Are Fiscal Benefits Really Essential To SEZs?
The SEZ Act provides for very liberal fiscal benefits to SEZ developers and SEZ units. These benefits far exceed those available under earlier export promotion schemes and hence have attracted criticism.
Units in an SEZ are exempt from customs duty on imports of capital goods and inputs and excise duty on purchases from the domestic market. These units would be exempt from income tax for the first five years and would get 50 per cent exemption for another two years. Investment allowance of 50 per cent of reinvested profits is also available.
Domestic units supplying goods to SEZ units will be exempt from central sales tax and service tax and can claim income tax exemption under Sec 80 HHC as their supplies would be considered as deemed exports.
Tax benefits to SEZ developers are even more liberal. Apart from customs and excise duty exemptions on purchase of capital goods and other material, they get complete income tax exemption for 10 years. Individuals investing in SEZ developments are also eligible for tax exemptions.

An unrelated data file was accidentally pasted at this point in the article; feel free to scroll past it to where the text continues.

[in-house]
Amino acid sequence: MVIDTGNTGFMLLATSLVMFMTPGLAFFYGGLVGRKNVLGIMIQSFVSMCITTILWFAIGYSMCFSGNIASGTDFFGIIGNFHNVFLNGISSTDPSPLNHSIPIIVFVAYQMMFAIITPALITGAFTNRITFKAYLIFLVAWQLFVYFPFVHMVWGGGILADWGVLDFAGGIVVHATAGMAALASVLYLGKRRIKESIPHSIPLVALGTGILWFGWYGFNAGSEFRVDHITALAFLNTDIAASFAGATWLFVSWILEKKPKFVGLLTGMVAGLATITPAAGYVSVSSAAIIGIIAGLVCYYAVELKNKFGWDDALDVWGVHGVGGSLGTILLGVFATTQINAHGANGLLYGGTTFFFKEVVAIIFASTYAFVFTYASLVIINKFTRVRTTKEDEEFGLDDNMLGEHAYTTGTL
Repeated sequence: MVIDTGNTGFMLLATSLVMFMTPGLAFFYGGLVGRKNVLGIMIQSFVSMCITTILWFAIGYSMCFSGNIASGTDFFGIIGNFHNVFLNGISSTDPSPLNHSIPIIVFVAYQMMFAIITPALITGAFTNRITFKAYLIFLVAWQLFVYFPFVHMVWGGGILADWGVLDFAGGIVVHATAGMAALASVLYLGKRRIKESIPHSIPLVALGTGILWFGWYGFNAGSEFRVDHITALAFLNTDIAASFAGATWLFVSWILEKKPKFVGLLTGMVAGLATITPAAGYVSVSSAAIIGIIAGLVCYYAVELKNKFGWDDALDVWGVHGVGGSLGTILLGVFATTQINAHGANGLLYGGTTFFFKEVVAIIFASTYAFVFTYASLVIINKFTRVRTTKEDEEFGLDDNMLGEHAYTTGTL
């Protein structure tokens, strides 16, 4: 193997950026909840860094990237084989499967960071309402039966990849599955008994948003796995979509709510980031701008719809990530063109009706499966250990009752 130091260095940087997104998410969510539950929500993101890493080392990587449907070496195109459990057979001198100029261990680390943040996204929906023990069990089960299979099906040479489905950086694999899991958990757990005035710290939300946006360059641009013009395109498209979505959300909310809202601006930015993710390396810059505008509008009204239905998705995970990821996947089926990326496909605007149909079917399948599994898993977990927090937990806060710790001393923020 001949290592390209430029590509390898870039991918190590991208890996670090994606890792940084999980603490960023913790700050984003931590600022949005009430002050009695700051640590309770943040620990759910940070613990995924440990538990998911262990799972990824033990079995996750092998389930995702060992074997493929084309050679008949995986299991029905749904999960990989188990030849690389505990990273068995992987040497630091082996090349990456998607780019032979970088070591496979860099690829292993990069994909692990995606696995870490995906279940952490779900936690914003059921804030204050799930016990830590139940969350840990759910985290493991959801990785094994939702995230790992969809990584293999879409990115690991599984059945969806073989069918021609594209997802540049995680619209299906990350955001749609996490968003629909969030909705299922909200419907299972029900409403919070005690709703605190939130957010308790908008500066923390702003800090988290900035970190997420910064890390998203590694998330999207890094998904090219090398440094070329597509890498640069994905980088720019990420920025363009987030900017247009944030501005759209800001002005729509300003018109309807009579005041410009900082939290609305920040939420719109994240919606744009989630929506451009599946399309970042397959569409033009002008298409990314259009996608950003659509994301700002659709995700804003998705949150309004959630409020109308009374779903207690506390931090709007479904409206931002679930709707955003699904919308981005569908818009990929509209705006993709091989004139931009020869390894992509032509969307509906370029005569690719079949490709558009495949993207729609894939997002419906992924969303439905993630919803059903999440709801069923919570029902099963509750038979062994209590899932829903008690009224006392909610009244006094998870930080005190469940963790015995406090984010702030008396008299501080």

The nature of the incentives being provided would ensure that several of these zones, mostly the smaller ones, would be utilized more as tax havens rather than attract any genuine investments.
Disproportionate fiscal incentives also feed development disparity in the country. If industrial units are being encouraged through such incentives in areas with location
disadvantages, the longer-term viability of these units after the exemption period expires would be in question. The government should analyze if the rush to set up manufacturing units in states like Uttaranchal and Himachal Pradesh, which provide large tax incentives to new units, is sustainable in the longer term.
There are also serious concerns as to whether these incentives would be treated by the WTO as unfair practices since these incentives are tantamount to a form of export subsidisation. Incentives like the 80 HHC income tax exemption for export profits and the DEPB scheme have already been questioned by the WTO.
SEZs and some fiscal concessions to them are essential if they are to compete internationally. The SEZs require a huge investment and compared to their international counterparts where the governments provided the basic investments, they are driven by private sector investments in India.
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